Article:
John Lewis-Stempel: Glimmers of Nature’s beauty, even amid a month-long downpour

After days of incessant January rain, the chicken paddock has turned into a quagmire, ghost ponds have resurfaced and a sheep has come close to drowning. But there's joy to be found even despite all that, says John Lewis-Stempel.

I cannot remember when it started to rain. I think it was the day before yesterday, but perhaps even the day before that. I do not imagine that it will ever stop. At night, the rain glugs continuously into the drain, which is not unmusical; but the metronomic drip from a leak in the gutter — or is it in the roof? — maddens.

Standing at the entrance to the barn at first light this morning, behind a sheet waterfall, the sparrows on the roof girder above me share the same blurry view. After some subdued communal chatter, they decide they will stay under cover and scavenge around inside. I have less choice. With a bale of straw on my shoulder, I venture once more into the rain.

The farm track is a chain of blank puddles staring at a blank sky; the gateway to the chicken paddock is a quagmire. Anywhere humans tread is churned to mud. I whip out a penknife and cut the twine around the bale, then distribute its golden tranches at the entrance to the three chicken arks. The straw is for wiping dirty feet, the same principle as the human doormat. For one moment, the straw carpet is perfect; but, by mid afternoon, the chickens in their to-and-fro-ing will have turned it sodden and brown and it will need replacing. A Sisyphean task with straw.

Out onto the lane, which is running an inch deep in tea-coloured water, to check the sheep. Head withdrawn into my cape tortoise-style, I almost bump into my neighbour Christopher, who is sloshing the other way. Like me, he is dressed in a pointy-hooded plastic cape, waterproof trousers and Wellingtons. We are two gaudy gnomes. On a day such as this, there is no desire to talk; we simply shake our heads in disbelief.

“When I found the little black sheep, her fleece was literally wringing wet”

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Halfway up the lane; looking around at the valley is like looking at the world through tears. Or, less pityingly, it is to see the valley as it once was, in more watery times. Rain likes to find water’s old haunts. In the draughts-board of fields, it has gathered in definite circular depressions here and there — old farm ponds that have been ploughed under. Ghost ponds. The story of the rise and fall of the British pond has many villains, including intensive agriculture. After the Second World War, the intensification of agriculture led to the draining or filling in of the small wet places, the abode of moorhen and snipe, mallard and water rail. Modern machinery meant that a pond that had served as a watering hole for livestock for many centuries could become dry land in a matter of hours.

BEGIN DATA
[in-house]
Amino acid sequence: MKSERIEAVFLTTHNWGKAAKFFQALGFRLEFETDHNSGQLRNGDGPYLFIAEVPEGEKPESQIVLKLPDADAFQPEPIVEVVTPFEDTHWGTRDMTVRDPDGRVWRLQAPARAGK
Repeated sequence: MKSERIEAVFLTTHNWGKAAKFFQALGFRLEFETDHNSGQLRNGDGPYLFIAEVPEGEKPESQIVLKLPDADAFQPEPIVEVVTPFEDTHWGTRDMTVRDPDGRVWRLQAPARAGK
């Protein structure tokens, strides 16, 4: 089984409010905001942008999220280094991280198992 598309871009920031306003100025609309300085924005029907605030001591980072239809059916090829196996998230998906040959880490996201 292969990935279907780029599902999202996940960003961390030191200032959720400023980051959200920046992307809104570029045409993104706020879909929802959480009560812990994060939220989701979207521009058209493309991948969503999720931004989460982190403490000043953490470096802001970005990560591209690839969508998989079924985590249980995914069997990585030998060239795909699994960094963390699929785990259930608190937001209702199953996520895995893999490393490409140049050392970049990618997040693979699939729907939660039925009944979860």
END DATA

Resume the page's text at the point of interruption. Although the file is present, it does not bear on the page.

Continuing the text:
According to the landscape historian Oliver Rackham, the number of ponds of more than 20ft diameter in England and Wales in 1880 was about 800,000, or 14 ponds per square mile. Some 80% of these are now gone. For a moment, in the deluge of this January morning, the ponds are revived and so are the birds. Across in the neighbour’s wheat, a shallow pond has arisen and gathered around it are a small band of lapwings, the first I have seen for more than a year.

Rain may dampen human spirits, but the backs of the lapwings are polished iridescent and green by the same element and I see why some people still call Vanellus vanellus ‘green plover’. And then I wonder, did someone long ago see a green plover in a downpour and was similarly struck by the bird’s brilliant rain-cleaned hue? After all, plover is, via Anglo-Norman, from the Latin pluvia, ‘rain’.

At the top of the hill, next to the dripping wood, the sheep are strung out in a long single line under the lee of the hedge; the hedge thick and 10ft tall is a defensive wall to break the rain from the west. It is always the west.

Under the hedge, the sheep are dry and happy enough, although not as dry and happy as the ewe I rescued yesterday. The bank of the brook had given way, she had tumbled in, but managed to scramble out onto a perch on the far bank, where she lay cast and exhausted.

Usually, the brook is a toe-deep trickle barely deserving of the geographical signifier, brook. Yesterday, I had to wade sideways against the flow, canting my hip against the current to rescue her. Wool is remarkably rainproof stuff; each fibre has a waxy layer of overlapping cuticles that lie, like tiles on a roof, to repel water. A fleece can absorb 30% of its weight in water and retain its insulating properties. Yet even a fleece is unable to withstand near-drowning, then exposure to downpour without end.

When I found the little black sheep, her fleece was literally wringing wet; I needed to get her inside and dried off. The water had doubled her weight to about 60kg, a long, hard carry home. But so sodden was the field that access with a tractor would only result in a stuck tractor, or skid down the bank, into the brook. In the end, I pulled her home on a child’s plastic sledge; we skimmed along, effortlessly. In the barn, I towelled her down. It was not enough. So I stole the hair dryer of some unsuspecting family member and blow-dried the ewe’s fleece. She has revived and, this morning, was chewing hay happily. She seems to like her new bouffant hairstyle.

Twice crowned victor of the Wainwright Prize for Nature writing, for ‘Where Poppies Blow’ and ‘Meadowland’, John Lewis-Stempel’s latest book, ‘Nightwalking’, is out now (Doubleday, £9.99)